#23mobilethings – 4. Maps


For this topic I’m gonna talk about how Google maps applies to libraries.

Google crawls the web and various directories to populate Google Maps with places and landmarks. Most libraries will be a searchable “destination” in Google maps with name and address information. You don’t need to take any action to create this listing- it’s made from information extracted from web pages plus user contributions. You can “claim this business” so you control what information gets displayed. Or anyone can suggest edits to the information. I once made a suggestion to change the name of our library when the name Google’s listing gave us was far too similar to a local public library – we would get many phone calls from people who wanted the other library. Sometimes people would pull up driving directions from Google Maps and drive to our library – not even realizing that they were going to the wrong place! This problem has very much subsided since I fixed the name. It goes to show that people don’t usually go past Google for directional information like phone numbers and addresses. Not even to the relevant website, just the Google search results page, with information pulled from Google Maps. So it’s important to check your presence there. Adding photos, opening hours and other details will be notoced, too.

Another interesting thing is that if you have “location services” enabled it will track your every move on your smartphone. A new feature I noticed a few months ago is that it will use this information from users to create something like this:

 This can be pretty handy for clients if they want to come when it’s quiet. I’ve heard Google are working on a “live” version of this too so people can see how busy a location is right now.

Google for research: If it’s wrong, why does it feel so right?

In the uni library world we encourage students to use the library’s discovery layers and database interfaces to search for information. We tell first-years over and over again not to use Google. Is this the right thing to do?

Here’s an information retrieval story from today when I was looking for journal articles on a certain topic:

  1. Used library discovery layer. Didn’t like my results.
  2. Used most recommended database #1, which is small but specialised. Simple 2-term search connected by AND. Some success, but not exactly a jackpot of relevant articles, but a few that were of interest.
  3. Added some synomyms to my search strategy to broaden. Results were the same.
  4. Used most recommended database #2. Large, but multidisciplinary. Had to add more terms to refine the search and experiment with my keywords a bit more. Not much success.
  5. Went back to discovery layer and fiddled with my keywords a bit more. Still not satisfied.
  6. Went to Google. Put in my 2 keywords, no syntax or synonyms or anything. Based on the nature of my search terms, suggestions from Google scholar appeared at the top of the results list. It suggested two articles that were basically my ~dream articles~ in terms of relevance, and highly cited.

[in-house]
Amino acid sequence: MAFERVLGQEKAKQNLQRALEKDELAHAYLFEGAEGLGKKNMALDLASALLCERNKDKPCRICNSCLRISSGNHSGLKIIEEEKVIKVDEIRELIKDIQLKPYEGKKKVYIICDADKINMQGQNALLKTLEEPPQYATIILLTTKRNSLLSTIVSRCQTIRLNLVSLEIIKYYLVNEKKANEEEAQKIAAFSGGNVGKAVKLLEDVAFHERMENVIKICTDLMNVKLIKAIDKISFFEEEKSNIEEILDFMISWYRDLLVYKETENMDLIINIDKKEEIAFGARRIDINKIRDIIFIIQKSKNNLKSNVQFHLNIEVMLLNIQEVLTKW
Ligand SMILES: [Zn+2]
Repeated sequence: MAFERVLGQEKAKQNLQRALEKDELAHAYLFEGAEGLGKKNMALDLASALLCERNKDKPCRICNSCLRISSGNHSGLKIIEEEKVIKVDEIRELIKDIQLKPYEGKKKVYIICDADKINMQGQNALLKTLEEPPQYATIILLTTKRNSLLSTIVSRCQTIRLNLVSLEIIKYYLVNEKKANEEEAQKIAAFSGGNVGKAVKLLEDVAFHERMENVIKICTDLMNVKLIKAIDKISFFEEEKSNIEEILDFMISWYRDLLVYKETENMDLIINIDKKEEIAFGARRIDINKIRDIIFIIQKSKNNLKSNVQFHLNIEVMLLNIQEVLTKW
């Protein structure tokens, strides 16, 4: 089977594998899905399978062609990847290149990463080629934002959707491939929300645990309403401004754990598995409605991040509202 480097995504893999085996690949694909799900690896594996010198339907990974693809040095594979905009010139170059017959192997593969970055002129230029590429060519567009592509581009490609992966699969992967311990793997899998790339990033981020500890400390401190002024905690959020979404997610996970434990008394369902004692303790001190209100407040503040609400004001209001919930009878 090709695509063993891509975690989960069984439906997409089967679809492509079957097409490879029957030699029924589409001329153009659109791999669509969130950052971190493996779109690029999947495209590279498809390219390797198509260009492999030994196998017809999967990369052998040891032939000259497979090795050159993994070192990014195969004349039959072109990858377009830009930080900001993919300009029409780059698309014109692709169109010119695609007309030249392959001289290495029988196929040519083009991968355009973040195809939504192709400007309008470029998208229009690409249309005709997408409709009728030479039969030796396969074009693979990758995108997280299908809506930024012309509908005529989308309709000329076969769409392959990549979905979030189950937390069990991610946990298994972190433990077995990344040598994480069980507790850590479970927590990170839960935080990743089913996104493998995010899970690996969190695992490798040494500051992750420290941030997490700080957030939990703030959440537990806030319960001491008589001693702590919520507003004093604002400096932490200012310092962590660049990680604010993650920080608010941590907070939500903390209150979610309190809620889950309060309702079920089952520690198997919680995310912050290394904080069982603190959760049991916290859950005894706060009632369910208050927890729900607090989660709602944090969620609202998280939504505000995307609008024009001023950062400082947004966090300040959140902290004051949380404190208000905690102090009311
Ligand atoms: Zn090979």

7. Clicked on them. Paywall.
  8. Copied and pasted the article titles into library search. There they were, in databases I hadn’t looked at in steps 3 or 5. Clicked through to full text, and downloaded the pdfs in all their glory.

Now, Google was by far the most helpful tool in terms of discovery (step 6). It was very simple. I didn’t even intentionally go to Google Scholar, just plain old Google. The Scholar results were presented right in my face, there was no effort on my part in doing this. But in terms of access, Google let me down (step 7). I happened to know there was a good chance that the library would have access, so I went looking there, once I had the article titles.

The databases and library search tool were not as good at discovery. It was trickier and more frustrating to find stuff,  I had to use some advanced search strategies, and common techniques like broadening my terms didn’t always work (steps 2-5). The few relevant results that I did get were not as good as what I later found on Google. Of course this is not always my experience.  It depends on the amount of literature available on your topic, how well your search terms match the vocabulary of the databases and the literature, and endless other factors. My topic happened to be a little bit niche on this occasion, which is the kind of situation when I think Google provides a better search experience. The real value in the library search and library-subscribed databases was the access itself (step 8).

I know this is just one anecdote. But c’mon, Google can be a life saver sometimes. Let’s not demonise it. Maybe next time a student is stuck in a rut not finding relevant information in databases, rather than complicate the search strategy, just use the Google workaround!

#BlogJune 4 – Let Me Google That For You : reference services in an age of independence

The expectation in my age group is that you should know how to google. There’s a website built entirely for sarcasm purposes called Let Me Google That For You. Say someone reaches out on social media or a forum asking a question that can VERY EASILY be solved through a google search. You reply, but you don’t tell them the information; you send them a link that will tell them what they should have done.

Person 1: “Does anyone know how big the sun is?”

Person 2: “Here’s your answer.

A friend of mine was asking for peer-reviewed research on facebook. “Does anyone have any articles on something-something?” I didn’t think this was an appropriate forum to seek out such information, and I am a jerk, so I decided to punish him. I knew there must be a Let Me Google Scholar That For You somewhere out there. There is, by the way. So I sent him one with keywords relevant to his question. Received a “yeah, I tried that…” in response. Some helpful librarian I am.

But it makes me think we live in a culture that punishes (real or perceived) ignorance. No wonder students don’t flock to the potentially judgy librarian at the reference desk with their “stupid questions”. The reference librarians’ job, sometimes, is literally googling things for people. That’s not a bad thing, but the demand for such services has declined dramatically as information retrieval became less specialised and more expected of everybody.